Susie Gharib

Susie Gharib is a graduate of the University of Strathclyde with a Ph.D. on the work of D.H. Lawrence. Her poetry and fiction have appeared in multiple venues including Adelaide Literary Magazine, The Curlew, The Ink Pantry, A New Ulster, Down in the Dirt, the PLJ, and Mad Swirl.


I saw in the far horizon
the emblem of infinity,
the symbol I studied at school,
a prospect of possibilities, 
a sheet of endless blue 
for navigators who sought eternity.
But further learning had brought 
a halt to an elusive fallacy
for beyond the horizon were ports
of cities that teemed with tragedies, 
where strife, deprivation and wars
continued to churn societies, 
envisaging before my eyes
the rubble of humanity.

The Port

This beauty that I behold
in a moment of serenity,
which I snatch from a day that coils
upon its own banalities,
is the only sustenance that buoys
a self besieged with calamities.

My eyes that view the port
are born with a collective memory 
that conjures each scene of yore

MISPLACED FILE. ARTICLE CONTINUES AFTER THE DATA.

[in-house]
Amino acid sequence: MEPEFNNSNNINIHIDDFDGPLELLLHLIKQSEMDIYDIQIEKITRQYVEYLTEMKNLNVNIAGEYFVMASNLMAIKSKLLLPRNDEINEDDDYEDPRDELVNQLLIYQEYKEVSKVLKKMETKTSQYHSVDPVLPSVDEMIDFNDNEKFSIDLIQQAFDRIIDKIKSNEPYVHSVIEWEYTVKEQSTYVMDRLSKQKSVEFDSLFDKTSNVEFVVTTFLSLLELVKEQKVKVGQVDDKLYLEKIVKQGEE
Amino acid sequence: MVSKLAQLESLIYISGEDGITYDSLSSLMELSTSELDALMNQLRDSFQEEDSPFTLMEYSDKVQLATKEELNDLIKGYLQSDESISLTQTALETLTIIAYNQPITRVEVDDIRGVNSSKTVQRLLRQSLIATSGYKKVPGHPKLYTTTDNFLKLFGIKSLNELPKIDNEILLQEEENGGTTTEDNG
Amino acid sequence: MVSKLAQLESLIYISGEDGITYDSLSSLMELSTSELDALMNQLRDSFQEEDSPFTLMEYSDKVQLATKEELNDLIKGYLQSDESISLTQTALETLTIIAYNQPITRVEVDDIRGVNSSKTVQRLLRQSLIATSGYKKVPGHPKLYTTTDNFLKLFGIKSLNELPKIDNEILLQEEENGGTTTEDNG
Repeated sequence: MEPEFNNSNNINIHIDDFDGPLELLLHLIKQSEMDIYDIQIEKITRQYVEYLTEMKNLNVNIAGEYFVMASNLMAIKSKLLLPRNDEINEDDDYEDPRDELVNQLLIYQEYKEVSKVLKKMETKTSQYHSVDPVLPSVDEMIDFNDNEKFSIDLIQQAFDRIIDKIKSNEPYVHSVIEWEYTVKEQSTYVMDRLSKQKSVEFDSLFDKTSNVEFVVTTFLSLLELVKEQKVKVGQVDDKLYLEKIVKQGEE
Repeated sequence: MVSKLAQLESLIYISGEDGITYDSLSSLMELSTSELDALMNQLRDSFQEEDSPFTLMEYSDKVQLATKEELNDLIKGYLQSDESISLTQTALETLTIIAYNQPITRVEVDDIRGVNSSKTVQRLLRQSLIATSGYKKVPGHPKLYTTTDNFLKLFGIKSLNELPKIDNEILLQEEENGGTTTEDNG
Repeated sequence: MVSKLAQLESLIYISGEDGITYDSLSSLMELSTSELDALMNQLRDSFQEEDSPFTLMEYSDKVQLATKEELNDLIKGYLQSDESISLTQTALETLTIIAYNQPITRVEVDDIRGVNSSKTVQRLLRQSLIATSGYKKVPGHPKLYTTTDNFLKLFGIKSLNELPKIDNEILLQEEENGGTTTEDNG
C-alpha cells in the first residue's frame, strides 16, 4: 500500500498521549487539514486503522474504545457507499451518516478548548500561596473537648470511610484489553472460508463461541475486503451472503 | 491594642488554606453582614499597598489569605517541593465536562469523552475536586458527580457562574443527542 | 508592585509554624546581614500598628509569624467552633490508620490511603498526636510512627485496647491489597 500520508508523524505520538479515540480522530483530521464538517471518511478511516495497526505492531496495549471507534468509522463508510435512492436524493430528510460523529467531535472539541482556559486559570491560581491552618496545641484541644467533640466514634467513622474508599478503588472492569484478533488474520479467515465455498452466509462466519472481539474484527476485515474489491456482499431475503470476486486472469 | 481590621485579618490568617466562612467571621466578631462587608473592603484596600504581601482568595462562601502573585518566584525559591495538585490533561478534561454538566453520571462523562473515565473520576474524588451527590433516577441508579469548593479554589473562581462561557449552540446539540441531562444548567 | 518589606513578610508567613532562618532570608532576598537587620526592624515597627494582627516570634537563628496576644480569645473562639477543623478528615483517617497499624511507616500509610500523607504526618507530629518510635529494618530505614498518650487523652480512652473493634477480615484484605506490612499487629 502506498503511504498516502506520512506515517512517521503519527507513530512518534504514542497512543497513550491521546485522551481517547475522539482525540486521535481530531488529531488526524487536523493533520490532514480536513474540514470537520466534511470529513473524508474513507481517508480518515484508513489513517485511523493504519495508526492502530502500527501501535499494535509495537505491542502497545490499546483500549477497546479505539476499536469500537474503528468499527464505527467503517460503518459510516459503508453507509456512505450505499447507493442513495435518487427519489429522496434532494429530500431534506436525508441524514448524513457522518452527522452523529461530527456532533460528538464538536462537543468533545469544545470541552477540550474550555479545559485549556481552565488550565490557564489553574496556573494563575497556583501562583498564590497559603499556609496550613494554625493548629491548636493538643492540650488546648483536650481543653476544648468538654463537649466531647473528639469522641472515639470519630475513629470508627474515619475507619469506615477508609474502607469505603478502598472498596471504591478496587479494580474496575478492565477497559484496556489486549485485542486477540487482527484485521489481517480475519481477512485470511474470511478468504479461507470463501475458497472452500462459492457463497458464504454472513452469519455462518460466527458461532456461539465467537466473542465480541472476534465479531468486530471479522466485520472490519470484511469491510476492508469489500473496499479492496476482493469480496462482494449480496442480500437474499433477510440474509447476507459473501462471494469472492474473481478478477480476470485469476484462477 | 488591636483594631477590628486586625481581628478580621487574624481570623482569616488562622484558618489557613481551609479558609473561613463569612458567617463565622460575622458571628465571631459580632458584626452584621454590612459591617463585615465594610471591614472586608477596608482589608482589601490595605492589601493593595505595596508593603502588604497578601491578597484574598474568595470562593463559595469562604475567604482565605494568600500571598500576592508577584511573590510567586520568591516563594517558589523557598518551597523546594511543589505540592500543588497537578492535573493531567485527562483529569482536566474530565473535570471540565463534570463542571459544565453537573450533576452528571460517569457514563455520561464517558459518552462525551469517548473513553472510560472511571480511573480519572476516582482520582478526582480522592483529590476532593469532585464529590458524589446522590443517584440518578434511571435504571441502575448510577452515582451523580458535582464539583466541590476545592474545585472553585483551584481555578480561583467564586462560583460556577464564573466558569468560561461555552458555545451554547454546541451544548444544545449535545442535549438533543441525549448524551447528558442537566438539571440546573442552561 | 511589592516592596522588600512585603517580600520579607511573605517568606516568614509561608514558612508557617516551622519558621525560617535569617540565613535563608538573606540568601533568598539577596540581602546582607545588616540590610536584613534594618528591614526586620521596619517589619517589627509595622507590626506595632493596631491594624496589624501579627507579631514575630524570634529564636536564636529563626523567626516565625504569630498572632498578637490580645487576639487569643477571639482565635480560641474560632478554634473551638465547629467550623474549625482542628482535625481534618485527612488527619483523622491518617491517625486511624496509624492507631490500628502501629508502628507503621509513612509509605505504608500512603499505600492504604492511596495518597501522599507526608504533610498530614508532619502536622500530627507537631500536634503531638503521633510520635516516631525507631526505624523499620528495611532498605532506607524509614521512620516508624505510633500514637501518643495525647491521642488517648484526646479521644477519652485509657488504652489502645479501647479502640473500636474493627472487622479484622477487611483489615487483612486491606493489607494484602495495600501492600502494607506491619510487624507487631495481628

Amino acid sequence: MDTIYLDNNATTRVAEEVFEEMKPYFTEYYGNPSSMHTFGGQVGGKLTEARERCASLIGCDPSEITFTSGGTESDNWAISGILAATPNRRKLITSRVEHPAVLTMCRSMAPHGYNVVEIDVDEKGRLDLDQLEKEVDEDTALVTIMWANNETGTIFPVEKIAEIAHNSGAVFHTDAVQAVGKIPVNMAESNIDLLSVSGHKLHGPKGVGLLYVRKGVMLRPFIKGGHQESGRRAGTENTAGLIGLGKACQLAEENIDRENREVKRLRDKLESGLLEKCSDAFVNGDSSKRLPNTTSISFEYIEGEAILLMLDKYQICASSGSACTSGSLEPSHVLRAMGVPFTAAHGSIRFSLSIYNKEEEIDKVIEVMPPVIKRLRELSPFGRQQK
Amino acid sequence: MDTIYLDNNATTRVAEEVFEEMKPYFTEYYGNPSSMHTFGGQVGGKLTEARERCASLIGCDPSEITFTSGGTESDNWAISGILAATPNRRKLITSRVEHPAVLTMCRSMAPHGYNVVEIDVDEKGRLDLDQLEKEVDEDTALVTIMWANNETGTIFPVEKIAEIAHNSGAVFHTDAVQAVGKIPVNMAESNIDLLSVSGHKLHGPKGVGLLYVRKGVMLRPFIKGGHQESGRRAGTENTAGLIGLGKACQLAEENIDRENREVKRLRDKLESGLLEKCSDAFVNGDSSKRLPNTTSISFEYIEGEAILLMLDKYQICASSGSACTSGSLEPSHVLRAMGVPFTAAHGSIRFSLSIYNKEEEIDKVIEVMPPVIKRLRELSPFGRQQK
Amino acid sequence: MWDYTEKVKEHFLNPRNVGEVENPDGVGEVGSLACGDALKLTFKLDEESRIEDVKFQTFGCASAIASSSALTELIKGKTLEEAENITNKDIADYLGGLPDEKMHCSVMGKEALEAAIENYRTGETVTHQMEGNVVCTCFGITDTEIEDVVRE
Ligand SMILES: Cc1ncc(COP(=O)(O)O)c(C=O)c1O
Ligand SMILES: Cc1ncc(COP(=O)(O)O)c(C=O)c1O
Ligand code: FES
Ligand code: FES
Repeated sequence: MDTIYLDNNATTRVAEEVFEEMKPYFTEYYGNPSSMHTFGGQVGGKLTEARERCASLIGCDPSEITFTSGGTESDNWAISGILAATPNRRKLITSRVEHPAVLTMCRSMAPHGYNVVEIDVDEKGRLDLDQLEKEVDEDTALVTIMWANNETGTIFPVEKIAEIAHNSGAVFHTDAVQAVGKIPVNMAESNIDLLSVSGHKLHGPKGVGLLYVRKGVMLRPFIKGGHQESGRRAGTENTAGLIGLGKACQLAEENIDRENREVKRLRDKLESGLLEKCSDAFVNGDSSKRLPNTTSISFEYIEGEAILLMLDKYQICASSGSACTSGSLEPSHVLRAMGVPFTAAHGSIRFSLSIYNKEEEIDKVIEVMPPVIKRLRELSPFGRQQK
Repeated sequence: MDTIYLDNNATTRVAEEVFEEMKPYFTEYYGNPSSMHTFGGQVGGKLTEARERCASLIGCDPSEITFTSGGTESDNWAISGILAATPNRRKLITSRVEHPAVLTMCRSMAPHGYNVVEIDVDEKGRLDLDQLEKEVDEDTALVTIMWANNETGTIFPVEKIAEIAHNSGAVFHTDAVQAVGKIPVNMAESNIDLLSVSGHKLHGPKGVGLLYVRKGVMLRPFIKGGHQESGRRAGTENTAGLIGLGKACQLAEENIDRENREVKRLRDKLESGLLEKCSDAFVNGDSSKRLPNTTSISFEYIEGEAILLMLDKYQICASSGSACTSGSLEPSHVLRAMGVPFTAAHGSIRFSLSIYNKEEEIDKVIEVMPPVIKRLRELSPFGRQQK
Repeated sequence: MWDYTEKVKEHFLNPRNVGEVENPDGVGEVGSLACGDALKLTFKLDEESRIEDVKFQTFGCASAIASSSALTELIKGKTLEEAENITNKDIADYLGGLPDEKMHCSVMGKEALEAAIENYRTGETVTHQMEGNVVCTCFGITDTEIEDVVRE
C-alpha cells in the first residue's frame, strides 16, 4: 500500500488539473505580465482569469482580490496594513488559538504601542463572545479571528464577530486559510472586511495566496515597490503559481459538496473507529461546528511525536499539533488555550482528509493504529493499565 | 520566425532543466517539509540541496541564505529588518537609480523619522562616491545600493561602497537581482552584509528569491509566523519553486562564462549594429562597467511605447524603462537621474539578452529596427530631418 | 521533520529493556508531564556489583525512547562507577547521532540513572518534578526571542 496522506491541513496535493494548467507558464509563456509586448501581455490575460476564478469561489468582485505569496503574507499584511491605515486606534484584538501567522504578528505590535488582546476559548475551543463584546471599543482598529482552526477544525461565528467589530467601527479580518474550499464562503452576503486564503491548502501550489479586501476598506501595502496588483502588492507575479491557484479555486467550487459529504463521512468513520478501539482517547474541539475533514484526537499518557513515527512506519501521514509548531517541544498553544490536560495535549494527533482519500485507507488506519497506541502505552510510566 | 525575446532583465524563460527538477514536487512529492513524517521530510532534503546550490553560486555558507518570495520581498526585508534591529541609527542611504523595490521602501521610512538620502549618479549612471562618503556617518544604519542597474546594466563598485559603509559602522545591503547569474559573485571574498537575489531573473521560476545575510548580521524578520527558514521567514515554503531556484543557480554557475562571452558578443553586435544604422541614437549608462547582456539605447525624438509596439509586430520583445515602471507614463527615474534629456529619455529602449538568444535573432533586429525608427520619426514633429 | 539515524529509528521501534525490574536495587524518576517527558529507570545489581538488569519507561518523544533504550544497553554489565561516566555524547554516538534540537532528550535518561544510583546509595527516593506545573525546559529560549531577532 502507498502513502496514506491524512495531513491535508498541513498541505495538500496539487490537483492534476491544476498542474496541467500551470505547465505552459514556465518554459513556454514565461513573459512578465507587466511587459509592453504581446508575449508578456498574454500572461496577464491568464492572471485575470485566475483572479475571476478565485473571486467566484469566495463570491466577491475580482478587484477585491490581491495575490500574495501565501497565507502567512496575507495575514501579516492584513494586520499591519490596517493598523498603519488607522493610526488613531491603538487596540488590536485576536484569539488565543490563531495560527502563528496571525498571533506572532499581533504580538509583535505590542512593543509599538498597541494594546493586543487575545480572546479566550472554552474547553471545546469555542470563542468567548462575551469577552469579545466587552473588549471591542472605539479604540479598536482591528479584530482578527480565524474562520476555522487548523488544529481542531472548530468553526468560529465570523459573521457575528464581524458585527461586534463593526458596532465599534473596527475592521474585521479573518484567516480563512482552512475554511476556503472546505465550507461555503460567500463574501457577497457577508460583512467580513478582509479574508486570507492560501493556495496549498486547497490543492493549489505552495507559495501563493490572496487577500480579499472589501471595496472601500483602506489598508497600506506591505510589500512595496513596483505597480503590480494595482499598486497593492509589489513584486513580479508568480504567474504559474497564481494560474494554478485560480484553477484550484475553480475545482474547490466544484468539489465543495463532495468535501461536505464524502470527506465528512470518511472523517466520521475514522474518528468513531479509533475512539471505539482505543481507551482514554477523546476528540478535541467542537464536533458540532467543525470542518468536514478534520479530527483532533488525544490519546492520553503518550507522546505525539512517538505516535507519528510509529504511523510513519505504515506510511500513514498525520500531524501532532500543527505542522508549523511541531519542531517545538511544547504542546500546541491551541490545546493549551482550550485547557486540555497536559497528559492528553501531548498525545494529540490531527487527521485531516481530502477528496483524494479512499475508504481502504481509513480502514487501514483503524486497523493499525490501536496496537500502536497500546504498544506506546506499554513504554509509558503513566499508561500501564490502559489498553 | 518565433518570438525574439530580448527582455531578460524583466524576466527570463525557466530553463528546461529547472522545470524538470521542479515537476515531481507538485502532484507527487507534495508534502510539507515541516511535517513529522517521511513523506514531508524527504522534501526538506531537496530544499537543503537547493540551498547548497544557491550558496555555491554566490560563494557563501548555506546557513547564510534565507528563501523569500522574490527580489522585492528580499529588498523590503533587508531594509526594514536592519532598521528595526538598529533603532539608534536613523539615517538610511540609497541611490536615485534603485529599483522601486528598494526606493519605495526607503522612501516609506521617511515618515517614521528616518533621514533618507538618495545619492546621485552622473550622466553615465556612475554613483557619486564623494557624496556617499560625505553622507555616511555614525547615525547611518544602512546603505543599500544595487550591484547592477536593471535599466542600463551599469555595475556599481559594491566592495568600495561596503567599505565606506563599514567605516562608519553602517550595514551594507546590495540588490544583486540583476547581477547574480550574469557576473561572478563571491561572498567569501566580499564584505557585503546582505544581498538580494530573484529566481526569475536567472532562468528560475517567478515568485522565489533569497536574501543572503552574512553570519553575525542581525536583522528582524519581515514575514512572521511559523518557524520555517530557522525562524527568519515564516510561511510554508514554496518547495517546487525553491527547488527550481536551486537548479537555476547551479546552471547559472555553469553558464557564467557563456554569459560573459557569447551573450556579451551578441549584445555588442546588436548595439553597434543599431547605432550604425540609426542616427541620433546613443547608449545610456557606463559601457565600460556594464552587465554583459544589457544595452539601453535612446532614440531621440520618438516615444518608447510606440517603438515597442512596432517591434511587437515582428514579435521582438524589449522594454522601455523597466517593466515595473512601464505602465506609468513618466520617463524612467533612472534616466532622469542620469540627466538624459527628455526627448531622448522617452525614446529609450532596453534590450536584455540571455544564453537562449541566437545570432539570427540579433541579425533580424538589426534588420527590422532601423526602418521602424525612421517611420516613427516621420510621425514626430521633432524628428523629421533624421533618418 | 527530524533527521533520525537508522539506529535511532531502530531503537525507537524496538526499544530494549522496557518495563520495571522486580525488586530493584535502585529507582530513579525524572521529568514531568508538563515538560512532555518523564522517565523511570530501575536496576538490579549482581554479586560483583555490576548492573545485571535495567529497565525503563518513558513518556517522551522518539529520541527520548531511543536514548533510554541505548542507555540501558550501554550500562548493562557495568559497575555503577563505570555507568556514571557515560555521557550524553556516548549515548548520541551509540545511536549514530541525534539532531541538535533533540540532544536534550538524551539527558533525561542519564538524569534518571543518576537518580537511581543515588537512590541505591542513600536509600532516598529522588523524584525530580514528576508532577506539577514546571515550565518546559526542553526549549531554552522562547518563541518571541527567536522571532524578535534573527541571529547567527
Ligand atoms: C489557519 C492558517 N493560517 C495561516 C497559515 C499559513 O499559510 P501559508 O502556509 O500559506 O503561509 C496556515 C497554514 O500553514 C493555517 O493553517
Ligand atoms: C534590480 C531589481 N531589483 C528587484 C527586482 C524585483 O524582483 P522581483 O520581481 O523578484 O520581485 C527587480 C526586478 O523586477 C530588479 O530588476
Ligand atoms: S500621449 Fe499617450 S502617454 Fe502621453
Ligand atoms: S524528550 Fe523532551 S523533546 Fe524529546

where boats and ships and galleys
reposed upon those shores,
commencing their cultural discourse.

I sniff the ancient lore
that has lingered for centuries,
emanating from certain corners
that have not been ravished by modernity 
and wonder with a silent reproof
at a flagrant disregard for fragrant history.

What’s in a Name

What’s in a name?
I once heard in a dramatization on the BBC
of some play I failed to trace
but whose characters sound like the inmates
of a mental institute for the insane.

I have pondered over that question for years
and wondered whether there are genetic traits
inherent in a name.

Mine is Hebrew for Lilium, 
connoting a virtuous woman who was accused falsely 
but defended her fame.

When I look back upon my life,
now I am in my late fifties,
I perceive a lot of parallels with that ancient female,
for I have emerged from a persistent, slanderous campaign,
all whole, intact and without a taint. 

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